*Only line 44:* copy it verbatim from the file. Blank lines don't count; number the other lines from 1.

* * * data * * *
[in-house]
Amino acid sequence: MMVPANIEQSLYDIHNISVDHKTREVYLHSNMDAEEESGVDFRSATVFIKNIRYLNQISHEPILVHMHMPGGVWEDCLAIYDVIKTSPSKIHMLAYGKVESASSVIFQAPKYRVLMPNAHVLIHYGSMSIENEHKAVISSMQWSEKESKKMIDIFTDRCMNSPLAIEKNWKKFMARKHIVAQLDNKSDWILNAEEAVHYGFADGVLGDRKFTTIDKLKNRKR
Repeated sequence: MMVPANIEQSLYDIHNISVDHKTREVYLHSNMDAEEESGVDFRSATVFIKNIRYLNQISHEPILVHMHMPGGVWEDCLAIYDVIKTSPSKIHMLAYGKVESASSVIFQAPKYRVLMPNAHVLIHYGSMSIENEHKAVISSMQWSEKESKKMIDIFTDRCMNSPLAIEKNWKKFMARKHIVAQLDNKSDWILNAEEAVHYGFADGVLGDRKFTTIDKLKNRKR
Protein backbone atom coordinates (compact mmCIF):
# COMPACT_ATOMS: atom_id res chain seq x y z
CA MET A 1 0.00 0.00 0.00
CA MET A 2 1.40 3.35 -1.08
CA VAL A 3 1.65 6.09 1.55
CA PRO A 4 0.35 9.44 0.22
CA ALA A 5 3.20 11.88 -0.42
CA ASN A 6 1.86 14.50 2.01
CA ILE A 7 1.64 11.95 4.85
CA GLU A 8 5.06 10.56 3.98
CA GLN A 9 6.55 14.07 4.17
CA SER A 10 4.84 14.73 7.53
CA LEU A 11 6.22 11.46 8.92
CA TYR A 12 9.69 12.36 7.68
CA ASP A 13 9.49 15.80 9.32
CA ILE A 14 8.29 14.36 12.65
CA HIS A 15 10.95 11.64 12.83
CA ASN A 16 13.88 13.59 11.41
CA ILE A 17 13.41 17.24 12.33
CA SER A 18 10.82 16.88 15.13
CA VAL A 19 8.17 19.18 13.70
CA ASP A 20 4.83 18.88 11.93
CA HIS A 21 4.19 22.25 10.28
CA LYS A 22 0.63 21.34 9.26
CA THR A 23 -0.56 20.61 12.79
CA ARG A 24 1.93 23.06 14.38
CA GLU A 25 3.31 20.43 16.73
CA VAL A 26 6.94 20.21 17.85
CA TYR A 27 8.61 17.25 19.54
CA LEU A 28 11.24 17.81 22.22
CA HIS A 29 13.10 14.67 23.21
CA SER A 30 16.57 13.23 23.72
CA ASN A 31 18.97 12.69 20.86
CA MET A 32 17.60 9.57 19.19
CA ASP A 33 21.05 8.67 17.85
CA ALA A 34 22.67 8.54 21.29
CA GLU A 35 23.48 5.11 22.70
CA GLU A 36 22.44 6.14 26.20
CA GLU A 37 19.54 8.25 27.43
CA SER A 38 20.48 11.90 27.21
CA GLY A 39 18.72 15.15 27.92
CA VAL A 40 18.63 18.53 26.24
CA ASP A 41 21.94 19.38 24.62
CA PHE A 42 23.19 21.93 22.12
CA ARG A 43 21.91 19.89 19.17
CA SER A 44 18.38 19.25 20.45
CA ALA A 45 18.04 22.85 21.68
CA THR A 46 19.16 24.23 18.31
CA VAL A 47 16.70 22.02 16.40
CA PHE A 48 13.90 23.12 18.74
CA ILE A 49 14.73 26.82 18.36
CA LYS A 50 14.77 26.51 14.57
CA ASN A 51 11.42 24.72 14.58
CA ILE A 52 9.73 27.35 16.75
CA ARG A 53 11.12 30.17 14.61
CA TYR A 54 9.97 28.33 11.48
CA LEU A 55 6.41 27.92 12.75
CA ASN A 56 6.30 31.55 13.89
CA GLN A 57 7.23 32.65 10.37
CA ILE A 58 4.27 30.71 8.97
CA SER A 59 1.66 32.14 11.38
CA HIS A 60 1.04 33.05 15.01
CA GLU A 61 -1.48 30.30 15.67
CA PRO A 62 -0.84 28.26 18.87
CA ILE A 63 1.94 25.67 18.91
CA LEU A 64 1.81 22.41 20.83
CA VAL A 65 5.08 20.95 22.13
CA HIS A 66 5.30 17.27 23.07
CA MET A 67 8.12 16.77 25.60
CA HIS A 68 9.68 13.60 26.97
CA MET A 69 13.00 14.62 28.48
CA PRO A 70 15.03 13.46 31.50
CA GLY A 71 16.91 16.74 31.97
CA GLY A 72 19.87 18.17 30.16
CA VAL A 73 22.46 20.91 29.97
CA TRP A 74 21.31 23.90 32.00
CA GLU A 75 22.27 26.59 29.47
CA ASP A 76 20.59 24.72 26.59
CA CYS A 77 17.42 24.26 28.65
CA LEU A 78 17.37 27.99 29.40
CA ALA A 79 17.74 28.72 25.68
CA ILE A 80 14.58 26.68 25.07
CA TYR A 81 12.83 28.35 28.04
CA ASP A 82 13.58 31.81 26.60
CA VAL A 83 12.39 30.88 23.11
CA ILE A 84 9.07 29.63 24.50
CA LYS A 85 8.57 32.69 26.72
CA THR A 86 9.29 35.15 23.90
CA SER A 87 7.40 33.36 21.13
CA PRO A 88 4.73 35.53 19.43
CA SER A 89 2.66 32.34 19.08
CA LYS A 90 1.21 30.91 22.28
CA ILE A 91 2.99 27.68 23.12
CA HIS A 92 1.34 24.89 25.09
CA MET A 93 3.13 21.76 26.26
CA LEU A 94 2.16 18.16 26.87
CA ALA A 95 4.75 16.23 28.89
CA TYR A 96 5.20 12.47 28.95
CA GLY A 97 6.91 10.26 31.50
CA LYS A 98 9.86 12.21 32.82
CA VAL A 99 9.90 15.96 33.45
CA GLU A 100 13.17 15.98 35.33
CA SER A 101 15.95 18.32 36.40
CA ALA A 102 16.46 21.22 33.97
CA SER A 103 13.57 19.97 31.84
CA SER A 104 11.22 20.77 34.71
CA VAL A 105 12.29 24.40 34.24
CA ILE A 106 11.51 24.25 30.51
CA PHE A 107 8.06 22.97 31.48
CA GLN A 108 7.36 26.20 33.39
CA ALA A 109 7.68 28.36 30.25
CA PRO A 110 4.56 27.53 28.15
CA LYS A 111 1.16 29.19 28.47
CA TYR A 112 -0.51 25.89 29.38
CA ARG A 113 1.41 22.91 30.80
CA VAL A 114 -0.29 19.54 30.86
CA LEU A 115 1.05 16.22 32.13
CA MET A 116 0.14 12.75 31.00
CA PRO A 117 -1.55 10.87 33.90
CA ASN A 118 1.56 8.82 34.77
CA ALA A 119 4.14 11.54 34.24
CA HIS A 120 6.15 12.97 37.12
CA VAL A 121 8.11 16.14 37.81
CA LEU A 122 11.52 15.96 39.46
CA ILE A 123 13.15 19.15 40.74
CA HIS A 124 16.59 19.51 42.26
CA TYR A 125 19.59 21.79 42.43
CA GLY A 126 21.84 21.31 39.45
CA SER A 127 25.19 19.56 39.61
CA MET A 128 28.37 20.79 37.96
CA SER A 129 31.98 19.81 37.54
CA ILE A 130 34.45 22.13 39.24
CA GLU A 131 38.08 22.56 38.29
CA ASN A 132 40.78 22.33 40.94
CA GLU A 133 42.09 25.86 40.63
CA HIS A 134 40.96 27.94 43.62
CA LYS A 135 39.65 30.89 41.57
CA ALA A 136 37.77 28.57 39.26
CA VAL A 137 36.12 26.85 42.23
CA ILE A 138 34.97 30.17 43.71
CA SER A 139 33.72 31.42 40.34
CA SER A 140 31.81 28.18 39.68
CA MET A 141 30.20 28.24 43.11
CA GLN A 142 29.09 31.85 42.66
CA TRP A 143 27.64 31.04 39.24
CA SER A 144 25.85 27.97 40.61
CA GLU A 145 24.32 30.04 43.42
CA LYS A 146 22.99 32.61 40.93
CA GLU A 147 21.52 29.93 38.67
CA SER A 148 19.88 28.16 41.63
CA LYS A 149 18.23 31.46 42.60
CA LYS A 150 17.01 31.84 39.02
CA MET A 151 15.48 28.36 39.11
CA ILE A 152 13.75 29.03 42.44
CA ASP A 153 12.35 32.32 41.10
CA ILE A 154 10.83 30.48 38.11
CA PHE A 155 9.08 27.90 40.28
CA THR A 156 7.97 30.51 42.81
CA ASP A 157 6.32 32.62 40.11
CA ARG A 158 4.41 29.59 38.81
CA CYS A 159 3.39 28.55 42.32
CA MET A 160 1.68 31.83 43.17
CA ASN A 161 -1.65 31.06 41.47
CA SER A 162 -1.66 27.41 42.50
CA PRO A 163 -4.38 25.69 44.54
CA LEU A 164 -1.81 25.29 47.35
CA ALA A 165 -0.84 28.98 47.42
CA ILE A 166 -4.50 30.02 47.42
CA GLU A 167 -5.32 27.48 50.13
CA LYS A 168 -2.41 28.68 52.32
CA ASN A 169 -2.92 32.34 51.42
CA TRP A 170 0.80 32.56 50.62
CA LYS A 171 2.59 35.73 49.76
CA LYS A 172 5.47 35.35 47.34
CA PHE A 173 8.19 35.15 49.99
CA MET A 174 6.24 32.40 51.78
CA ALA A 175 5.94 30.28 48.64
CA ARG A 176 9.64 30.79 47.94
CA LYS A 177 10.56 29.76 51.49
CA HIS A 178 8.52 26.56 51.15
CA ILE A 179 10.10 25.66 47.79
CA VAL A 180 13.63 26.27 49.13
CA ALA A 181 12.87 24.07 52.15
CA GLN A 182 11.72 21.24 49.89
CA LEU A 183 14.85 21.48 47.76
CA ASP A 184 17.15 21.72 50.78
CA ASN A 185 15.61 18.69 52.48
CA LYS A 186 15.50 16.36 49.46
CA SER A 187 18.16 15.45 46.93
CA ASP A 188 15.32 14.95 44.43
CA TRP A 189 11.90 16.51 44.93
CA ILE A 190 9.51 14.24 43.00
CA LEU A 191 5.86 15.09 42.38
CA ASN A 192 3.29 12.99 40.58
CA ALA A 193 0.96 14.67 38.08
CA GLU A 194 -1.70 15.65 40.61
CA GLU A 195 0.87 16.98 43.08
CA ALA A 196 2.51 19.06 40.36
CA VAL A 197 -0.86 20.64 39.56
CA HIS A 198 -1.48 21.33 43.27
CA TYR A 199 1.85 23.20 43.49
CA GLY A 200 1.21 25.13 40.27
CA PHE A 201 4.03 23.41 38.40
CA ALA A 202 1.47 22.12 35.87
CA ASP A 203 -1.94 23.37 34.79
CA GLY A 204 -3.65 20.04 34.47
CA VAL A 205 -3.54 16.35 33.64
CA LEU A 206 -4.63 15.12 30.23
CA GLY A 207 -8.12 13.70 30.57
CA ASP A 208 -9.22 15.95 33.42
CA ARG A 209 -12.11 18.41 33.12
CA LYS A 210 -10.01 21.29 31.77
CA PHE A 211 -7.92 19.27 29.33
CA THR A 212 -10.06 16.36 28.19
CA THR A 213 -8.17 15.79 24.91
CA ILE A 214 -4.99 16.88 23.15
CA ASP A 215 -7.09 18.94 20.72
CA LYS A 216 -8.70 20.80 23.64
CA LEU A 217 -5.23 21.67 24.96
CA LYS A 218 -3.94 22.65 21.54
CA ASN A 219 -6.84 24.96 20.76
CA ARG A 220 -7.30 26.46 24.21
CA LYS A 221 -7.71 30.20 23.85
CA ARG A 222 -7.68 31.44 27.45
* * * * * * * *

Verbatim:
CA GLY A 39 18.72 15.15 27.92